The United Nations took one more step towards constructing a permanent commemoration to the horrors of the transatlantic slave trade today in what the head of the United Nations Educational, Scientific and Cultural Organization (UNESCO) said would be “a message of hope, of tolerance, of human dignity.”
At a high level ceremony on the margins of the UN General Assembly, the representatives of six nations – The Netherlands, New Zealand, Qatar, Senegal, Jamaica and Spain – marked the financing of The Ark of Return, the new memorial which is expected to be unveiled on the grounds of the UN’s Headquarters in New York in the beginning of 2015.
Speaking at the event, UNESCO’s Director-General, Irina Bokova, highlighted the memorial’s role as “a powerful symbol” and said UNESCO was “deeply honoured” to have been associated with the coordination of the process by which the memorial was selected.
The Ark of Return is the design of Rodney Leon, also the architect and designer of the African Burial Ground National Monument in Manhattan. It was selected as the winner of an international UNESCO-led competition in August 2013.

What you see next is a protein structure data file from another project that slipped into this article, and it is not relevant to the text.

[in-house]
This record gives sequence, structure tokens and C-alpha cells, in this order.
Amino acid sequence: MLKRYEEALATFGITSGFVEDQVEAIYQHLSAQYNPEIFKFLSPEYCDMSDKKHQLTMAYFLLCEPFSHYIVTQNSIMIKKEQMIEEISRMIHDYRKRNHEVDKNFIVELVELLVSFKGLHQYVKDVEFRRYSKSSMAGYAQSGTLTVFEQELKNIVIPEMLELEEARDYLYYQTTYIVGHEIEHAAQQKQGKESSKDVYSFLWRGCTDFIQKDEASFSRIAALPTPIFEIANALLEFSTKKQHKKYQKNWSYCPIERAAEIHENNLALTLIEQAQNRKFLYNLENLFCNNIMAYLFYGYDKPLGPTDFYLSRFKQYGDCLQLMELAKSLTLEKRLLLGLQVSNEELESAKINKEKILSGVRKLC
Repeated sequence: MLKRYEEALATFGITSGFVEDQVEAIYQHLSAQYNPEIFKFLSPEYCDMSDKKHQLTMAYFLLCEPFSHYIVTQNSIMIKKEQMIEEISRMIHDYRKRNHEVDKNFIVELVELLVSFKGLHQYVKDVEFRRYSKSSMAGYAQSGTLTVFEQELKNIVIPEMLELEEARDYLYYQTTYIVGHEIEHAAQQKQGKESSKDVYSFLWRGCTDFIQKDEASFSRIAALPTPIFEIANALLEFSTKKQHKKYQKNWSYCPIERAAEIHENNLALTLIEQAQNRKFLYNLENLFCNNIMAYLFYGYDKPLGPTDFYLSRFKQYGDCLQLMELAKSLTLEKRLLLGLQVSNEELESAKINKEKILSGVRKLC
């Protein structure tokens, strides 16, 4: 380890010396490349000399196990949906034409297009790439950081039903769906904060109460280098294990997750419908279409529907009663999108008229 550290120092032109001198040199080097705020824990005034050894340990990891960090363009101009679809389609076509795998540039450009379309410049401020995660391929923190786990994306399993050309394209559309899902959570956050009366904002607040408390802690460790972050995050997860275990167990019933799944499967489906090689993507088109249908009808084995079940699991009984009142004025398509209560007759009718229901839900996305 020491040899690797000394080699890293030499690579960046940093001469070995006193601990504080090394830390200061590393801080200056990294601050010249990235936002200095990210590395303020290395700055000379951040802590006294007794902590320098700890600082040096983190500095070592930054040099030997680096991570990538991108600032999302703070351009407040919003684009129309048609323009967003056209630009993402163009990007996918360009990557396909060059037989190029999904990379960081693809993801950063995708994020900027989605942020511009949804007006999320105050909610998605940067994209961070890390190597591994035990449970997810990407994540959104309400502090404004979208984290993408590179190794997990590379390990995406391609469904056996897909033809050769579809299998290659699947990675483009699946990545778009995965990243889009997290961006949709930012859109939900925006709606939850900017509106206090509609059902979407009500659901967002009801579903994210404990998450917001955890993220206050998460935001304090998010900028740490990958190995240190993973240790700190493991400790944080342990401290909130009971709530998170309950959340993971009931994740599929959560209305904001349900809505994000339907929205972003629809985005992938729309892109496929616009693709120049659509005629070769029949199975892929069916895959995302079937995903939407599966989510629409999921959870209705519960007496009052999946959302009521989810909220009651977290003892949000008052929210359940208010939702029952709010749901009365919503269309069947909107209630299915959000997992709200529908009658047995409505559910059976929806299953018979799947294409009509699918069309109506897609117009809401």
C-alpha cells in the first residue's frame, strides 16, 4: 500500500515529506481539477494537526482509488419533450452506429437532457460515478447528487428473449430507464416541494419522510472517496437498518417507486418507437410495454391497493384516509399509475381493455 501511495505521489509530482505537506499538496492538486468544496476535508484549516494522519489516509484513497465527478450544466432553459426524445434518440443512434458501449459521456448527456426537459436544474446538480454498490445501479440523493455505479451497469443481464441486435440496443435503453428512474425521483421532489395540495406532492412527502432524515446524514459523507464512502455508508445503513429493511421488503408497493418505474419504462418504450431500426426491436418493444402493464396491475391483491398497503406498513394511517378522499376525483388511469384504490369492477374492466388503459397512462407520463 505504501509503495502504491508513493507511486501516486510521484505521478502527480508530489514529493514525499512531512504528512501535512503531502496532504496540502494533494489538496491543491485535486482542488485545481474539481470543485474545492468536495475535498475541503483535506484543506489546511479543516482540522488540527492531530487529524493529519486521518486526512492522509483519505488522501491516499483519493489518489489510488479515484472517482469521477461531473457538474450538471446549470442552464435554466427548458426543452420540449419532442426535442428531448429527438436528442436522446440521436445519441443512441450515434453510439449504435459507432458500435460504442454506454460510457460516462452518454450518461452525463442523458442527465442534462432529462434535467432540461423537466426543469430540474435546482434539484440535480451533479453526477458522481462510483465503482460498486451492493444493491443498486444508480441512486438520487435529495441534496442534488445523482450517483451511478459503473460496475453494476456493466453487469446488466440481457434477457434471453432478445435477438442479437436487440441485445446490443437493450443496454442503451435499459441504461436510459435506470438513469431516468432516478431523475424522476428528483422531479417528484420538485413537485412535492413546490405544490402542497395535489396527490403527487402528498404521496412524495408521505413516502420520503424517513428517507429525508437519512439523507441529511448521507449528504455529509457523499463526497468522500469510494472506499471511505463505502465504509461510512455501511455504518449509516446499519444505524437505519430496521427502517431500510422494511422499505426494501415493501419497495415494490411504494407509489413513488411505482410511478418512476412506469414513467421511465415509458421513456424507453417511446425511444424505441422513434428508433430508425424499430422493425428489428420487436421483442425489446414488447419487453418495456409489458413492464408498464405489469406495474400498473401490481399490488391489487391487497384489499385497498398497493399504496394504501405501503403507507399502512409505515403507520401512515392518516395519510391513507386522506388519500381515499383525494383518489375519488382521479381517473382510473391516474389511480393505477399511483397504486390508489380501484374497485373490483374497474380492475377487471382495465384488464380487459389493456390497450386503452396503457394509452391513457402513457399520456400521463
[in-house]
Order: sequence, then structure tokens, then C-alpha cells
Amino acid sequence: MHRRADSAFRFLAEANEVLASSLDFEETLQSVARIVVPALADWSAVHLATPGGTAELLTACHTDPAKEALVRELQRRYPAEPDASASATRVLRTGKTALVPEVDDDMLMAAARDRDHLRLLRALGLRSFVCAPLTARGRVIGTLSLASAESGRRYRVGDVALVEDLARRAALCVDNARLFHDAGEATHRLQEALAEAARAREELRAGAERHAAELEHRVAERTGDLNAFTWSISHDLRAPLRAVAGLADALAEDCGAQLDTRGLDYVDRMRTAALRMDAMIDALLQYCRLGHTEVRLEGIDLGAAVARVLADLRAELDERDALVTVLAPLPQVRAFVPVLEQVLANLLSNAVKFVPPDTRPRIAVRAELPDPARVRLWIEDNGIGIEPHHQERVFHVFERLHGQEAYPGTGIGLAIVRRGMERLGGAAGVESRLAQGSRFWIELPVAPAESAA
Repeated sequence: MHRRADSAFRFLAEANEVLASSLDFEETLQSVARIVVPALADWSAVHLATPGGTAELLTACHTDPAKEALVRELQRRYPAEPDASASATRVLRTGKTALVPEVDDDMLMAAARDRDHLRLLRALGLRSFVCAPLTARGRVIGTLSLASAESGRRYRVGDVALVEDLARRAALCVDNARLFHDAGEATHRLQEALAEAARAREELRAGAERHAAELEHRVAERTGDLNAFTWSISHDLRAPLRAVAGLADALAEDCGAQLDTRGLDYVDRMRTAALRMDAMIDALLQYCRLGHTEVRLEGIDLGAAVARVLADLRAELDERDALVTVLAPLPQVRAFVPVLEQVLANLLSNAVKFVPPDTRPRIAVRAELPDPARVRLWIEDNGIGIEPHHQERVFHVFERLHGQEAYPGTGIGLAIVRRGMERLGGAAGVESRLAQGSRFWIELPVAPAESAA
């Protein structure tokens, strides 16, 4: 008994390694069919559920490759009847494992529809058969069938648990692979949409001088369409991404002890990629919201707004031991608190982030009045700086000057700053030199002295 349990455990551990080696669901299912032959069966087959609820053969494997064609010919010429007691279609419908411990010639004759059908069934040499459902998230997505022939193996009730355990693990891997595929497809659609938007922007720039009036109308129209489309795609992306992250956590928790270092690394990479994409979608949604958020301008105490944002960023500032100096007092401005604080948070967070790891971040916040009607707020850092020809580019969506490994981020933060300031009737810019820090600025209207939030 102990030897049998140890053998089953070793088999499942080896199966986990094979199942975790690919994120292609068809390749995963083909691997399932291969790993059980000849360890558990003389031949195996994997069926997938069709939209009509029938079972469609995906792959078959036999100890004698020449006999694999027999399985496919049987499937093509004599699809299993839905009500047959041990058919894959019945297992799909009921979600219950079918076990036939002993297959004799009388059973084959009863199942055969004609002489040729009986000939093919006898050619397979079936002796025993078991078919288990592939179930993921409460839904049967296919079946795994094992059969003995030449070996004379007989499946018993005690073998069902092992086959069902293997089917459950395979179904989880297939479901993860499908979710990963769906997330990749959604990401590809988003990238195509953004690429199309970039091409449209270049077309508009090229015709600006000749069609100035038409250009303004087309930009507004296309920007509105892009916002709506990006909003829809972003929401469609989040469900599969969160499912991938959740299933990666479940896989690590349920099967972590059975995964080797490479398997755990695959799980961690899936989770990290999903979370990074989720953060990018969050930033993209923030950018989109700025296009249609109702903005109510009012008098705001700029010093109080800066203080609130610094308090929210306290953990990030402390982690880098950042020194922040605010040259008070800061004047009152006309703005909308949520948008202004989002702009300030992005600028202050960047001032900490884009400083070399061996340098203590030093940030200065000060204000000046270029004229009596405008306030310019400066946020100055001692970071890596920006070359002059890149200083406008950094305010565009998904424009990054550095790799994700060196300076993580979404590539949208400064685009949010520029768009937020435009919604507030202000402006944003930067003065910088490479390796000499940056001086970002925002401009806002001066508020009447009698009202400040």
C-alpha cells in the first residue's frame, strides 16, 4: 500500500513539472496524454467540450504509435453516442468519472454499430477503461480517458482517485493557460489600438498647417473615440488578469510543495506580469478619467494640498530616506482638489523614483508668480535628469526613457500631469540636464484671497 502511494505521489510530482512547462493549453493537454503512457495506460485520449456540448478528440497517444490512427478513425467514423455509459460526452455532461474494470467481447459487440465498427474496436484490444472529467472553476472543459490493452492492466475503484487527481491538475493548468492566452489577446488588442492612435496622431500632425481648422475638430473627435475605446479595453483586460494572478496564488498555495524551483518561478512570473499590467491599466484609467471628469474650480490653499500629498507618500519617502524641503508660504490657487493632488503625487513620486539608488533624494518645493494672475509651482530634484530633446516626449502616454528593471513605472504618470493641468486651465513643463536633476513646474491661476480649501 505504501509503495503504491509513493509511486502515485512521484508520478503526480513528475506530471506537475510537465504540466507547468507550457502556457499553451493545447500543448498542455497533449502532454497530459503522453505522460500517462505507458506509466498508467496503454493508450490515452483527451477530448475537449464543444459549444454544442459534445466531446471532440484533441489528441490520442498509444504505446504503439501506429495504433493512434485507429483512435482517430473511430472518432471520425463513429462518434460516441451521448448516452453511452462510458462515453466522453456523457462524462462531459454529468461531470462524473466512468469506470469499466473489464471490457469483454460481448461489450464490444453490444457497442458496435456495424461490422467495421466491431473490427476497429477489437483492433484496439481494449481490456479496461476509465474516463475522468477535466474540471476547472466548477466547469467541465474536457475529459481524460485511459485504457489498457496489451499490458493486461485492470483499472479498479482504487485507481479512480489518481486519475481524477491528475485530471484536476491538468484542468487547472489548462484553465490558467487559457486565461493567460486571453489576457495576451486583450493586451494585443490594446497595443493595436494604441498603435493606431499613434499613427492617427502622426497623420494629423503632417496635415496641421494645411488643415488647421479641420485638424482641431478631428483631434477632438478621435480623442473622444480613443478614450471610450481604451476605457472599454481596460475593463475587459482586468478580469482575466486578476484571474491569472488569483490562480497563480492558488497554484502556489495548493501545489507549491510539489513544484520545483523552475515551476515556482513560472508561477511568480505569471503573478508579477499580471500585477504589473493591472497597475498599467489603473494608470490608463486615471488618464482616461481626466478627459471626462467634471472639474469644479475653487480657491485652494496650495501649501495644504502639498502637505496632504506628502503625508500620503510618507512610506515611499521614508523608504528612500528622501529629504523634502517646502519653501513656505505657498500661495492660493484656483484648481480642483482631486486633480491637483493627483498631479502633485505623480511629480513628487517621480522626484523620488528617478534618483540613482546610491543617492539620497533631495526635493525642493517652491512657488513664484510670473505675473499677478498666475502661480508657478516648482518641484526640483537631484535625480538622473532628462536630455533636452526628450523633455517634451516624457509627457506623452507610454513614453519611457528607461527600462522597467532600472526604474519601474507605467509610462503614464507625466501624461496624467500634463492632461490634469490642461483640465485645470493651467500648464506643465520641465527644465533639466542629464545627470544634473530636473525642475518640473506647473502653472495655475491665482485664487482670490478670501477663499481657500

Maher Nasser, Acting Under-Secretary-General of the UN Department of Public Information – the body that manages the UN’s Remember Slavery commemorative programme – was equally humbled by the role the memorial would play in ensuring that the legacy of the slavery and the transatlantic slave trade not be forgotten.
“The memorial will be an important addition to UN Headquarters complex when it is built,” he told those gathered, “and it will send a powerful message on the need to remain vigilant about the dangers of racism and racial discrimination today.”
In his remarks, Ambassador Tete Antonio, the representative of the African Union to the UN, similarly described the inauguration of the memorial as “a momentous time in the history of the United Nations.”
“The overwhelming support of Member States is evident today in the generous contributions that continue to flow into the trust fund for the construction of the Ark of Return,” Mr. Tete Antonio noted.
“This is a symbol set in marble that will stand high on the grounds of the United Nations for generations to come lest we forget.”
The project is funded through generous voluntary contributions from Member States, complemented by funding from foundations and private individuals. A Trust Fund account is administered by the Fund of the UN Office for Partnerships.
As at 15 September 2014, pledges and contributions to the fund stand at about $1.5 million, leaving a minimal funding gap of approximately $500,0000 to complete the project as planned. It is the aim of the Permanent Memorial Committee that the shortfall should be raised by the end of 2014 given the current trend.
Over 70 member States have generously supported the project to date and the Permanent Memorial Committee appeals to others to join the group of contributors in order to bring the project to completion.